After Sister Helen’s death some people remarked that she must have been very special because she was born on the feast of the Annunciation, March 25, 1924, died on the feast of St. Vincent de Paul September 27, 2001 and was buried on the feast of the Little Flower, on October 1, 2001. Those who knew Helen well already knew her to be special simply because of the quiet faithful example of her life.
Helen Mary McFadden was the second of three girls born to Edward McFadden and Anna (Matier). When Helen came into the world her family lived on Patrick St. in Kingston close to St. John’s School. Besides Helen and her sisters the McFadden family adopted a cousin, Harold McFadden, who grew up with the girls. After elementary school at St. John’s where Helen became very fond of Sr. Mary Jovita (Sarah Howell), she attended Notre Dame Convent for two years. Helen worked for a time in the dining room at Queen’s University where she was paid a salary of $16-$20 a month. Helen also worked as a cashier at an A&P store until she entered the novitiate of the Sisters of Providence in 1948. After nine months she became ill and returned home for three months. When she recovered Helen returned to the convent and she made her profession of vows in 1950 taking the name of Sister Mary Karina. Some years later she chose to return to her baptismal name.
For seven years Sister Helen worked in St. Mary’s orphanage, which was situated in the Brown House, a historic site on Heathfield property. Her companions at that time were Sister Mary Regina (Kelly) and Sister Mary William (Ryan). During the summers Sister Helen attended Ottawa University and took courses that qualified her to work with children in institutions. In 1957 sister was assigned to the altar bread department and in 1959 to the sewing room under the tutelage of Sister Mary Matilda. During many years in the sewing room Sister Helen developed a precious friendship with Sisters Mary David and Mary Carthagh. Sister Helen visited and prayed with Sister Mary Carthagh daily until her death at the age of one hundred in 1999. From this dear friend Sister Helen said she learned to be a stronger woman. Many people thought Sister Mary David would go to heaven before Sister Helen, but Sister Mary David graciously let her friend precede her.
As long as she was able Sister Helen worked quietly in housekeeping service and enjoyed helping out at the St. Vincent de Paul Society. She also visited shut-ins. In her spare time Helen enjoyed reading and listening to music.
In 1991 Sister Helen had an operation for cancer. She became confined to the infirmary because of her special needs. In spite of her disabilities and although, often in pain, Sister Helen remained kind, sympathetic and helpful to the other sisters. During her last years Sister became a person of deep prayer, as well as a rock of common sense. She always accepted her limitations and did her best to be patient under difficult circumstances.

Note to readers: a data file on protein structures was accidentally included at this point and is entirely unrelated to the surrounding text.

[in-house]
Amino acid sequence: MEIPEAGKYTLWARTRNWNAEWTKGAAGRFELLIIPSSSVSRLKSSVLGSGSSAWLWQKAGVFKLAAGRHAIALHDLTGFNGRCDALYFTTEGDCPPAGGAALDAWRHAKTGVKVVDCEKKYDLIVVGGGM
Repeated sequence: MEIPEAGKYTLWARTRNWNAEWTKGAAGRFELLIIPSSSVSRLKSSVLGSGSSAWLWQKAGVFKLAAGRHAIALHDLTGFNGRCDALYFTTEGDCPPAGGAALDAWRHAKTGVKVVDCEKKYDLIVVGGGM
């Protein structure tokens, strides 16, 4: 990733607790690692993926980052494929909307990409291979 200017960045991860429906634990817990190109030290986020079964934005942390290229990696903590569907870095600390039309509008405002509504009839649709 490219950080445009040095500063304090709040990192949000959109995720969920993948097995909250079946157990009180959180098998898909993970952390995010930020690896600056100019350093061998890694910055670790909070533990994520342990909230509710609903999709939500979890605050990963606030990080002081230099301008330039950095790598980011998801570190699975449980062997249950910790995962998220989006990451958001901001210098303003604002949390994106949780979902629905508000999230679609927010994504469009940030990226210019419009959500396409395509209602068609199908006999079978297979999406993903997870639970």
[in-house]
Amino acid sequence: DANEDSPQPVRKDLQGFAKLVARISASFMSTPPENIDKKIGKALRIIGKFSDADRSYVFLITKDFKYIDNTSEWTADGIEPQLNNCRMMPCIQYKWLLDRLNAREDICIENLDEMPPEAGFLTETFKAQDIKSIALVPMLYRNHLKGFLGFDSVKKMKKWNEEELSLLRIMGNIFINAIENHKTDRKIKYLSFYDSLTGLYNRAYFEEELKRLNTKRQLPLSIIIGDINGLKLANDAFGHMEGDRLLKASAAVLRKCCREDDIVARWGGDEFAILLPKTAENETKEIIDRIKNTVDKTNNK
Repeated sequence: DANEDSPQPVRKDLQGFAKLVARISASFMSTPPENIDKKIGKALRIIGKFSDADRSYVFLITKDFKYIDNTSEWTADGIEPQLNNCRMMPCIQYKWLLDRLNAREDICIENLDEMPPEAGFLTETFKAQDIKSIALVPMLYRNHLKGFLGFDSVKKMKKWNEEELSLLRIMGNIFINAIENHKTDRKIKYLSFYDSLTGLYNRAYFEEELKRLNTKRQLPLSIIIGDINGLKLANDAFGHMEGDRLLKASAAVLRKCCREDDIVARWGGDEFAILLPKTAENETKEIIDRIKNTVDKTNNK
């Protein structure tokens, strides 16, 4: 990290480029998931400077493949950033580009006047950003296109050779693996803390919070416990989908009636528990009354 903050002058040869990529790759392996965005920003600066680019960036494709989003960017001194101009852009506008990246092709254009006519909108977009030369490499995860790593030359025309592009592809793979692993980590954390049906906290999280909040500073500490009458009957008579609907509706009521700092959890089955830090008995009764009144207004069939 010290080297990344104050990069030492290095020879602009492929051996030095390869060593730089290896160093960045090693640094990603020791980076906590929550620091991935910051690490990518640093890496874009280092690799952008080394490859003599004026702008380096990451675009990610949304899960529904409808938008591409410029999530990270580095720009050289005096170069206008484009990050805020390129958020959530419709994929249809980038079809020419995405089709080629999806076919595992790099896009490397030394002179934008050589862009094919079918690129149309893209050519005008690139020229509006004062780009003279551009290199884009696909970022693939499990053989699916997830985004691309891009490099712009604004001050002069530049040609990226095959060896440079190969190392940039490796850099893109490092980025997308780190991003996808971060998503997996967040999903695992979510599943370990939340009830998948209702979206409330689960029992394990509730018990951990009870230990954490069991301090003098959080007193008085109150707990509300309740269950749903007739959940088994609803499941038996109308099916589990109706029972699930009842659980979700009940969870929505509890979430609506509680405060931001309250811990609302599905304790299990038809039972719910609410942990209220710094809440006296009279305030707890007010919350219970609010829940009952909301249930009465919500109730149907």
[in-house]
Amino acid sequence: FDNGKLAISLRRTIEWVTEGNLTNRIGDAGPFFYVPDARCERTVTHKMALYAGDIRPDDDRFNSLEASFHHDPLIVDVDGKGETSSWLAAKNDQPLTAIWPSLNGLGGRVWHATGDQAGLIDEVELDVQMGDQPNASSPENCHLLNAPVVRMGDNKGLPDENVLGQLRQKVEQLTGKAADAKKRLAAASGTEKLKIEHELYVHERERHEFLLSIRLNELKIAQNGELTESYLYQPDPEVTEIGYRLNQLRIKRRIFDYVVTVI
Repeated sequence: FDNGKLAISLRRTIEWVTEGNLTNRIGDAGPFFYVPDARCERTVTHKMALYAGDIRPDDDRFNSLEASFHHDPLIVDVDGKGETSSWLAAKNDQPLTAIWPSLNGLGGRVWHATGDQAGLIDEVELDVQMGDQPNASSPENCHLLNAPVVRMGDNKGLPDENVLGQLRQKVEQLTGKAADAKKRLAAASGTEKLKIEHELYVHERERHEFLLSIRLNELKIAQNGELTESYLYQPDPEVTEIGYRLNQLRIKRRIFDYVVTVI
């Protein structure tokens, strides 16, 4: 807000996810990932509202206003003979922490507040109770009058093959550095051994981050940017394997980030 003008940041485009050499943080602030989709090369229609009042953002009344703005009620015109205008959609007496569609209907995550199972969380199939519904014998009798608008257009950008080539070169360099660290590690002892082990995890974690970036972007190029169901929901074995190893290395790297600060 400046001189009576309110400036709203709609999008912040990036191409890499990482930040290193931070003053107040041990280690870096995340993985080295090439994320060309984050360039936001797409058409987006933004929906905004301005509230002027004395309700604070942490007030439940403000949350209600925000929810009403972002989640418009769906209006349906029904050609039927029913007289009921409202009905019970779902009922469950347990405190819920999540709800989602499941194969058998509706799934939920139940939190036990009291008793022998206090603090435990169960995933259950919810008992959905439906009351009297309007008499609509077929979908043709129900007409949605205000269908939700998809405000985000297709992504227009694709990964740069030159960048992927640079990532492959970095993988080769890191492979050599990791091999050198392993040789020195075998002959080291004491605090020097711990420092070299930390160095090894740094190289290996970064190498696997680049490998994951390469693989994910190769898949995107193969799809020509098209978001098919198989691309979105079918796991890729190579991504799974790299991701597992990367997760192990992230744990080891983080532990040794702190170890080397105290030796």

Sister Helen loved her family dearly and they were devoted to her. Although her sister Eileen’s children often lived at a great distance, they kept in touch and never missed an opportunity to visit Sister Helen when they could. Her nieces, Kate, Jane and Marnie, along with some members of their families and several other cousins, friends and many of her fellow Sisters of Providence attended her wake service and shared how much Sister meant to them. Her nephew-in-law, Art Kidd, who was a pallbearer, said that Sister Helen was an absolute joy to visit and he appreciated her great sense of humour. Others described Sister as a guiding light in their lives and as someone who never judged others by their appearance but by their character. In her quiet way of innocence and simplicity she would have been surprised at how much influence she had on others.
The Mass of Christian burial presided over by Most Reverend F.J. Spence was celebrated in the Motherhouse chapel of Mary, Mother of Compassion on October 1, 2001. In his homily Monsignor T. Raby remarked how appropriate it was that Sister Helen’s funeral occurred on the feast of St. Therese of Lisieux, as their vocations were both grounded in the love of God and their sufferings became a large part of their prayer. Like Therese, Sister Helen touched the lives of all those who knew her, through her deep love for Jesus.
Sister Helen is pre-deceased by her parents and by her sisters, Eileen, Evelyn and Genevieve. Besides the members of her religious community Sister Helen will be fondly remembers by her brother-in-law, Fred Millotte and his wife, Margaret, by her nephew, Ted Dunlop, and by her nieces, Kathryn, Marnie, Jane and their families.